Wednesday, August 17, 2011
Servers are whiners. It's true, we complain when we don't get tipped, when it's too hot, that our wage is too low...etc.
But in the grand scheme of servers in various other parts of the world, Canadian servers have it pretty darned good.
We model our tipping expectations against the US. Our generous neighbour to the south whose service staff get paid an average of $3/hr. After taxes there are a large number of servers in the States that receive a paycheque that totals less than $10. They truly survive on the generosity of their guests, and I for one feel that this makes them appreciate their customers more sincerely than we Canadian counterparts.
Travel a little farther abroad to somewhere like Australia and you find that servers get a more standard wage and the concept of tipping is basically discarded. An Aussie server can expect to bring home a wage of $16-17 flat.
In destinations around Europe things vary, but it is more consistent to find truly professional service staff making professional wages than to find poorly paid servers clamboring for tips. This is why people with European accents are so scary for Canadian servers.
Back at home, we find that yes, servers are paid below minimum wage but, 'alcohol and beverage server' minimum is currently pushing $9. If you consider that we are actually taking home a moderately sized paycheque more like the Australians, yet still raking in a high tip percentage like the Americans, well you can see how we are a little spoiled. Not that I am complaining ;)
Thursday, August 11, 2011
Taj has recently opened at a location that has been renovated and updated to the tune of almost a half a million dollars (or more!) so I thought it would be a good idea to compare it to Raja, which I have to admit is a favourite of mine for take-out when I just don't feel like cooking, or when I'm in the mood for something spicy.
Now that I have tried both places a couple of times I have to admit that the decision is a very difficult one to make, but quite frankly, I was impressed with the food at Taj - though the price is more than a little frightening.
Even with the enticement of a 25% discount, lunch was in the $70 range, plus tax and tip (for two). I always enjoy the value at Raja for lunch, you can get away with a delicious and filling lunch for under $35 (also for two). Perhaps the two places are better compared at dinner time - as the menu at Taj seems to be the same all day.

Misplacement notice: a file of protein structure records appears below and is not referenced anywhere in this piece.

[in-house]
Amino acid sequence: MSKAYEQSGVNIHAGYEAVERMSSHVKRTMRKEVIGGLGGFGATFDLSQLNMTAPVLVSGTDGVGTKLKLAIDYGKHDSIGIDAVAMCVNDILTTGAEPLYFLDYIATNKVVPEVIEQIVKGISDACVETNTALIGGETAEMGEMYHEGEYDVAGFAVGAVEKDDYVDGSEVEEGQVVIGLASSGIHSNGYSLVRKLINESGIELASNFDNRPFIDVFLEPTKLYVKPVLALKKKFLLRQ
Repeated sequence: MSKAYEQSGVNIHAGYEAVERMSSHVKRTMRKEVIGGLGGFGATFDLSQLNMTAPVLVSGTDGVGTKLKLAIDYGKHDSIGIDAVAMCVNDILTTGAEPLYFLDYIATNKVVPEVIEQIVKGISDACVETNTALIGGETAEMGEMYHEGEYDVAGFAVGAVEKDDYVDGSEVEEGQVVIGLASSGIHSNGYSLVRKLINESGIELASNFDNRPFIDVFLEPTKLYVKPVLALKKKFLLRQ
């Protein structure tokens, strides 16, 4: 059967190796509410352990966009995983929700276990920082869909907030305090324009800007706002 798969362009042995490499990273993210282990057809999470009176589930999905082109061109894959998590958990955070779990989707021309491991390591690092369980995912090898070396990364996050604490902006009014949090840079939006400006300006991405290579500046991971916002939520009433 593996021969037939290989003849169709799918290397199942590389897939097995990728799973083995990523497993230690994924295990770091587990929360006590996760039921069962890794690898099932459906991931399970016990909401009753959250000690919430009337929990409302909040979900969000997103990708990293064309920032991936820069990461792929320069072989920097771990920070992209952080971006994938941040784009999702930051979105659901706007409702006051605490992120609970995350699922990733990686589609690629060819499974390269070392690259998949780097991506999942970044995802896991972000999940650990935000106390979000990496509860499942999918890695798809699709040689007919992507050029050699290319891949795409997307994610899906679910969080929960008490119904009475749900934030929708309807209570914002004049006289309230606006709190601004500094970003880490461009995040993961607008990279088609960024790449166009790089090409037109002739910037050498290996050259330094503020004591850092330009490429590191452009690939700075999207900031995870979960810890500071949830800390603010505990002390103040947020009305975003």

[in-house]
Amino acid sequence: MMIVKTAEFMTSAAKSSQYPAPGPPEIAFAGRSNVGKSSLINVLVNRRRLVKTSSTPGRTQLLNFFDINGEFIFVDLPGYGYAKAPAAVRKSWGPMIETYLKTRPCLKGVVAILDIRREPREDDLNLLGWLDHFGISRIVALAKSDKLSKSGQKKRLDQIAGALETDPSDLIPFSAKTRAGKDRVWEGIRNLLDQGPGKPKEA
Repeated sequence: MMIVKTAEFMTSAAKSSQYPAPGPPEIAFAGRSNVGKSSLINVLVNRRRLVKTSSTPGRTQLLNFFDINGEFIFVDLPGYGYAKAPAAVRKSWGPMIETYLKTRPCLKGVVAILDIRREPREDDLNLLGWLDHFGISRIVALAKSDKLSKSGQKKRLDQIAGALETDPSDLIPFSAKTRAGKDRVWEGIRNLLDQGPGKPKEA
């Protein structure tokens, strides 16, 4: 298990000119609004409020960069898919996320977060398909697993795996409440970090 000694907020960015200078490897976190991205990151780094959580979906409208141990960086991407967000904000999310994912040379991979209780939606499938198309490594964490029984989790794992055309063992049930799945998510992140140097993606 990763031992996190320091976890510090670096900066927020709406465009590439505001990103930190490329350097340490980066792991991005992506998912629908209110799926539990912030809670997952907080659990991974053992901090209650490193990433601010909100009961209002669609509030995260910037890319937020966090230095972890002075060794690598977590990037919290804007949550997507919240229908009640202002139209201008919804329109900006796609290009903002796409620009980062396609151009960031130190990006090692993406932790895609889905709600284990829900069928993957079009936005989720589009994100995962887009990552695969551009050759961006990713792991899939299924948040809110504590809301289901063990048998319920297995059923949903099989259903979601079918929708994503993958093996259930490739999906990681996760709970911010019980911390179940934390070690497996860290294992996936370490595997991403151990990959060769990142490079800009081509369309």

Service at both places is incredibly attentive, I always feel treated like royalty at Raja and the young woman serving at Taj is quite capable and charming.
As for the menu: for the less adventurous types, the Butter Chicken at Taj seems to have more depth of flavour than Raja but in turn I prefer the Korma at Raja - maybe it's the cardamom in the rice that intensifies the flavour?
Tandoori chicken is good in both places but I think Taj's wins with increased moistness.
For those more adventurous palates I would certainly recommend the vindaloo at Taj - great balance of spice and flavour, and the heat certainly builds as you get farther into the dish!
Overall, I feel that I will most likely stay loyal to Raja, and I have to admit that this decision is heavily weighted on value for dollar and naan. The naan bread at Raja is more tender - though if you prefer somewhat crispy naan then Taj is for you.
Perhaps I was also swayed by the washrooms at Taj which seem to have been a last minute thought in the massive renovations that took place this spring.
Good luck to Taj, competition raises the bar for all of us!
Monday, August 8, 2011
I demand the return of Mr. Dog. His awesome cart with the fold up top and a wide variety of condiments available to enhance your street meat experience! These are the visions in my dreams.